Boeing is one of the pillars of the United States’ aerospace industry and for the three decades that the space shuttle roared to orbit it was an integral part of the space plane’s story. Now that the shuttle era is over the company is working to bridge the gap between the shuttle program and NASA’s exploration efforts.
For Boeing, it is the effort to return United States to the business of returning astronauts to orbit while the space agency works to send astronauts beyond low-Earth-orbit for the first time in more than 40 years.
AmericaSpace sat down with Brooke Padden a structural engineer with Boeing’s Space Exploration division. Padden worked on the shuttle program and now she is working on Boeing’s commercial crew program. Boeing’s commercial spacecraft is the Crew Space Transportation or the CST-100 as it is more commonly known.
AmericaSpace: Good morning Brooke, thanks for taking the time to chat with us today.
Padden: “Thanks, I really appreciate the opportunity.”
AmericaSpace: Brooke, what did you do while you worked on shuttle?
Padden: “I started in the airframe engineering group – that was a combination of the airframe structure, thermal protection system and thermal control system passive, that’s the internal blankets. Then I transferred over to solid rocket motor mechanical systems engineering and I worked there for six years. After we lost Columbia, I was pulled back to the work reconstruction for the structures and TPS systems and then I transitioned over to Boeing working thermal protection for Boeing and then ended the program as the deputy subsystem manager for the reinforced carbon-carbon wing leading edge subsystem.”
AmericaSpace: “How long total did you spend with shuttle?”
Padden: “Sixteen years.”
AmericaSpace: Wow! When did you begin work on Boeing’s commercial crew efforts?
Padden: “I’m right in the middle of transitioning to commercial right now; I have been assigned to work in the passive thermal protection system, designing all of the internal blankets for the CST-100.”
AmericaSpace: “Are there a lot of similarities between what you did on shuttle and are now doing with the CST-100?
Padden: “Yes, the type of blankets that we’re using on the new vehicle are very similar to systems that were used on the orbiters.”
AmericaSpace: What was it like transitioning from the shuttle program to the CST-100?
Padden: “I think everybody out here had thoughts and concerns from the visit of President Obama when he told us he supported the shuttle program, then once he was elected that didn’t happen. I don’t think the transition was well-defined from that perspective and so it left a lot of people wondering and curious as to what the future held for the human space flight program. I’m tremendously excited about being on the CST-100. I think Boeing has an excellent opportunity of being the next manned vehicle and I think that the potential is tremendous.”
AmericaSpace: The CST-100 has only recently begun being worked on, what are you currently working on in terms of this new spacecraft?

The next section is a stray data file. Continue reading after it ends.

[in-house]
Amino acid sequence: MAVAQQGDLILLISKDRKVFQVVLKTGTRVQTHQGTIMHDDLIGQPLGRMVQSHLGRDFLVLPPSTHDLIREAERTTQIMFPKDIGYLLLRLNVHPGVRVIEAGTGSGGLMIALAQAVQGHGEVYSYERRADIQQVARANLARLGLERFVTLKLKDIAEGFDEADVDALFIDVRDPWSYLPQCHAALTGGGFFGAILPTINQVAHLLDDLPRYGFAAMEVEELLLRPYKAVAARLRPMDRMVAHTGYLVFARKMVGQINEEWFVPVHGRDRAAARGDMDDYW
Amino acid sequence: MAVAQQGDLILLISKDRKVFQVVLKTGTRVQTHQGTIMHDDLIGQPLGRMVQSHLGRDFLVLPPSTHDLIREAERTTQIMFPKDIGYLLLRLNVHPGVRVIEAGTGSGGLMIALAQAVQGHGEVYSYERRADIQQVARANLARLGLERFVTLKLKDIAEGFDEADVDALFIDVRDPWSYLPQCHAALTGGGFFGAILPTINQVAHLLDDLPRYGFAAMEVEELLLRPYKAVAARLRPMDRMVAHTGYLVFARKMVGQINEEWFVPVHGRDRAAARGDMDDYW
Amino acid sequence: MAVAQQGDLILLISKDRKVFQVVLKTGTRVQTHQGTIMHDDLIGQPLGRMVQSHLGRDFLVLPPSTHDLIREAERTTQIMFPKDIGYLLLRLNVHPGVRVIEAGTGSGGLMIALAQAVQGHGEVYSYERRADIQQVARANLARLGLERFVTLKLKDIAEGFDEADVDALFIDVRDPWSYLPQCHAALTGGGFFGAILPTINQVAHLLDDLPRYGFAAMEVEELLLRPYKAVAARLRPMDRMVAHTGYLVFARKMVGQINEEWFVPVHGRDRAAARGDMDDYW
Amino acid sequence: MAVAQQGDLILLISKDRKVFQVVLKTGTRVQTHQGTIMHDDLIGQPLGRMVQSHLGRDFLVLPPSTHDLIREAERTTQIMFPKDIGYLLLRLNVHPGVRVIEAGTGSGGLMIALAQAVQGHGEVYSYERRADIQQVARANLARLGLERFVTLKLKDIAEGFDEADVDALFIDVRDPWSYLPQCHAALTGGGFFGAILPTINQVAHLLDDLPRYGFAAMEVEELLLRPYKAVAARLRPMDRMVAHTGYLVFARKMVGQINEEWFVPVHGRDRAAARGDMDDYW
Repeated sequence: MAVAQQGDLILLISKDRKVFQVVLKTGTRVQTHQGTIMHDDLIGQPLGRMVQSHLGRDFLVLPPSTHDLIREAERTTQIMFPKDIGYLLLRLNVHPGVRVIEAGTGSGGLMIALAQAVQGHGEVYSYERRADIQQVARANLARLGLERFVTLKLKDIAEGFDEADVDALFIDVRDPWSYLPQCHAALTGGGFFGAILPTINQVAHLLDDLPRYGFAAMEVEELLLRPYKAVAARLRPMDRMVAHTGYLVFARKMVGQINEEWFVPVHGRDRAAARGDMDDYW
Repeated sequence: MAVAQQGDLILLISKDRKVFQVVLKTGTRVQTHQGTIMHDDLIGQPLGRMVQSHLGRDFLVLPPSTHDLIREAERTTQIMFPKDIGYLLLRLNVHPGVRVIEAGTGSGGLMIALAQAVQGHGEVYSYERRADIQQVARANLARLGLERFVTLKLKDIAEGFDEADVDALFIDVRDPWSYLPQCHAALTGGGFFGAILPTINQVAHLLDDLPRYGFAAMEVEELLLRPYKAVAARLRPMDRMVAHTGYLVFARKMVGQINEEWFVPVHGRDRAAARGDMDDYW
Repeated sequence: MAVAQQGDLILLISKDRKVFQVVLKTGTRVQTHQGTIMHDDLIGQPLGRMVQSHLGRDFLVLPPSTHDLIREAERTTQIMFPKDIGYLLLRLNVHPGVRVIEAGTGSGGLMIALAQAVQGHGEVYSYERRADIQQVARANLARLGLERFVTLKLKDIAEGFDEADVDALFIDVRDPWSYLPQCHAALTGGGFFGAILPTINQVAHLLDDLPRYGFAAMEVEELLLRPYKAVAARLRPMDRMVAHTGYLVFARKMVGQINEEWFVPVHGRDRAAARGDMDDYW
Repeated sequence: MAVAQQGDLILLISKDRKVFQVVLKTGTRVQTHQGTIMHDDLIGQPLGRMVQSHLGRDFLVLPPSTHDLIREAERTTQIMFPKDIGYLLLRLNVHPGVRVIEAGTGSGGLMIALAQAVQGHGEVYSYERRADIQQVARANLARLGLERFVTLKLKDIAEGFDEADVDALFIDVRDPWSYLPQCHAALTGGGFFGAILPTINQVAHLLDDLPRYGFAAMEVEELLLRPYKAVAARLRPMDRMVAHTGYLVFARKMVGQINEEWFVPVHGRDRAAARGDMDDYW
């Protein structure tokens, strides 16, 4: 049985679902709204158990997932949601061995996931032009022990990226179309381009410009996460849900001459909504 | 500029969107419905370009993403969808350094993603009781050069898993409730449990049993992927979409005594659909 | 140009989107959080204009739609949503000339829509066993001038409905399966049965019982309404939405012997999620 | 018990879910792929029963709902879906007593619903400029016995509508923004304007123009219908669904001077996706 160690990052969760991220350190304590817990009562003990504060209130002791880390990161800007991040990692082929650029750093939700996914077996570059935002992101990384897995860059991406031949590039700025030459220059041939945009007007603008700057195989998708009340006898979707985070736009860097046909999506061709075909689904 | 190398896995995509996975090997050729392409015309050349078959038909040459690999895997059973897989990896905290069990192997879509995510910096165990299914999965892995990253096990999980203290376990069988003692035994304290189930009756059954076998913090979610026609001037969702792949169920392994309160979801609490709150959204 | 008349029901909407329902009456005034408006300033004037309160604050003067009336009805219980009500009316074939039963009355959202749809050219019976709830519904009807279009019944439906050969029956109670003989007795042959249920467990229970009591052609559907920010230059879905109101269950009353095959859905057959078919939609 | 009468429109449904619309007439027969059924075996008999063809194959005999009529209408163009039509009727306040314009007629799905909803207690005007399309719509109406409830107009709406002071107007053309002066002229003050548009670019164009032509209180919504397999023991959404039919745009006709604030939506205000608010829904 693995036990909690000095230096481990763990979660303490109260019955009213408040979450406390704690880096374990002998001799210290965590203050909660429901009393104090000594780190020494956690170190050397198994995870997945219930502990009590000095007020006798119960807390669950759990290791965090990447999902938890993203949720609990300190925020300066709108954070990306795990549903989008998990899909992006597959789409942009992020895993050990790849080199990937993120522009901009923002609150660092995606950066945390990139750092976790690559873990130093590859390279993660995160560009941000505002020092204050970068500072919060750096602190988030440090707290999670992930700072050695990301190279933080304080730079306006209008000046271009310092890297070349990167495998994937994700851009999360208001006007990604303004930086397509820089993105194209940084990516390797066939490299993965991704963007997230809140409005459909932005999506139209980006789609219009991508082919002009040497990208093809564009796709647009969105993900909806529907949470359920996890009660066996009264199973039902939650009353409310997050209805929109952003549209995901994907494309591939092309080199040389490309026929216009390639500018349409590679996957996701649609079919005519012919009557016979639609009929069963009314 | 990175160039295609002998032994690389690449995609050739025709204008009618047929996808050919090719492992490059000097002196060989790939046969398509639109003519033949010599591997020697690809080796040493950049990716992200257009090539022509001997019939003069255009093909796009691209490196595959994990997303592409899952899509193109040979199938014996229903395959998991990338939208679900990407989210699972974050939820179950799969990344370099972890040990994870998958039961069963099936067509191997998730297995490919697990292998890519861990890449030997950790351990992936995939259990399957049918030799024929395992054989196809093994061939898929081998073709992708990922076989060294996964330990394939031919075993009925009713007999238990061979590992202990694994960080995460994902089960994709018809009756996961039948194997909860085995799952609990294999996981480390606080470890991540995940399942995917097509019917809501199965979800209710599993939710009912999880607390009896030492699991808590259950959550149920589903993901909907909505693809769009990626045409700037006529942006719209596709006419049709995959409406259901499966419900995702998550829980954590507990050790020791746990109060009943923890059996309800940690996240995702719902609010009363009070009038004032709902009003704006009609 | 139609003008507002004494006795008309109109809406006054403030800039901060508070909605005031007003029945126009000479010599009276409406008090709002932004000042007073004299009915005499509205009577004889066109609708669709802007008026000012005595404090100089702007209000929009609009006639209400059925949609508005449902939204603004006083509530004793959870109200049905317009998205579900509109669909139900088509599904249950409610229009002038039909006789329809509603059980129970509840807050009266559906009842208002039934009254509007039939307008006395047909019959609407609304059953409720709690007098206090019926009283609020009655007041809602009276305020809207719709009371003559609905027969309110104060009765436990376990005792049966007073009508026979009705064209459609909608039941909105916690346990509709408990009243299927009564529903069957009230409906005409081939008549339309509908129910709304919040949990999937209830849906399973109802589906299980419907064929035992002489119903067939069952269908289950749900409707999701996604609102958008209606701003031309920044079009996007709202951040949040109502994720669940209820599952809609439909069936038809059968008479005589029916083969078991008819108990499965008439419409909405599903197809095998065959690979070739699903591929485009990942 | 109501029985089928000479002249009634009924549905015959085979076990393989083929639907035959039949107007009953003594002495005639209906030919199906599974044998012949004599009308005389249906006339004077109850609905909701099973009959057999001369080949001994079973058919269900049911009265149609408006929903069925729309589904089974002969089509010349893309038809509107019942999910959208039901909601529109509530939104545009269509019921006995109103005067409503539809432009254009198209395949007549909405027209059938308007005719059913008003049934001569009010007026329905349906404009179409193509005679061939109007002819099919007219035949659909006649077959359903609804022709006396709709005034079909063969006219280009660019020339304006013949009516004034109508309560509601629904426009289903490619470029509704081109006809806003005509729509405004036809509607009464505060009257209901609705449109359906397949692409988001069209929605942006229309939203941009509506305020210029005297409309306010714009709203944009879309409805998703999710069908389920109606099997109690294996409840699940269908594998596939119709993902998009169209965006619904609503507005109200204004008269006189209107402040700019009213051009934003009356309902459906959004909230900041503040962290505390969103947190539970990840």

Padden: “The first assignment that they have given us is to have the layout of all the tile blankets for the crew module and the service module as well as developing the specification for the fabrication of those blankets. We have a timeline that we have to adhere to and it looks like by the middle of next year we will have to have all the drawings and the materials for those blankets completed.”
AmericaSpace: In terms of hours, what is your day like now? Do you work 40 hours? More? Less?
Padden: “You kind of are working 24/7 really because, as an engineer, you’re constantly thinking about decisions you made. Did I cut that plane in the right place? Is this the best way to make this? It might look good on a model but can we fabricate it? So you’re always thinking about this. Luckily, our facilities are always open to us, as with any deadline you end up crunching at the end and we do whatever it takes to do things right.”
AmericaSpace: Were there any surprises or challenges from moving from a space plane design toward a capsule-based system?
Padden: “The thing that threw me off the most an if you look at all the proposed vehicles, none of them are designed for longevity as the shuttles were (each orbiter was designed to fly 100 missions) to the best of my knowledge, most of the new spacecraft being built will only be used for five missions. So, what surprised me personally was how everything is disposable.”
AmericaSpace: To that, what do you miss most about the space shuttle?
Padden: “Have you ever been on an orbiter?”
AmericaSpace: Yes, twice.
Padden: “Whenever someone works on an orbiter, they leave a small piece of themselves behind. It’s personal. It’s the teams that work together on those vehicles. After the Columbia accident, we were only left with three vehicles and they were processed in the same bays every time (NASA’s Orbiter Processing Facilities or OPFs). Because of this you got to know the team – through the people. You were friends, you watched their kids grow up, go to college, graduate college, go off and get married and some of them come out here and work. The vehicle itself became more than just an inanimate object, it became a living thing and I will tell you that as I watched each one of these vehicles roll out of here to go to their final destination it’s tremendously sad when you walk into the OPF because the life force – is no longer there.”
Boeing is one of three companies selected under NASA’s Commercial Crew integrated Capability or CCiCap (the other two being Space Exploration Technologies or SpaceX and Sierra Nevada Corporation). Both Boeing and Sierra Nevada have tapped United Launch Alliance’s Atlas V launch vehicle as the rocket of choice to send their spacecraft to orbit. SpaceX will rely on its Falcon 9 rocket.
This is the first segment of a two-part discussion with Padden. Check back tomorrow for the second half of this interview.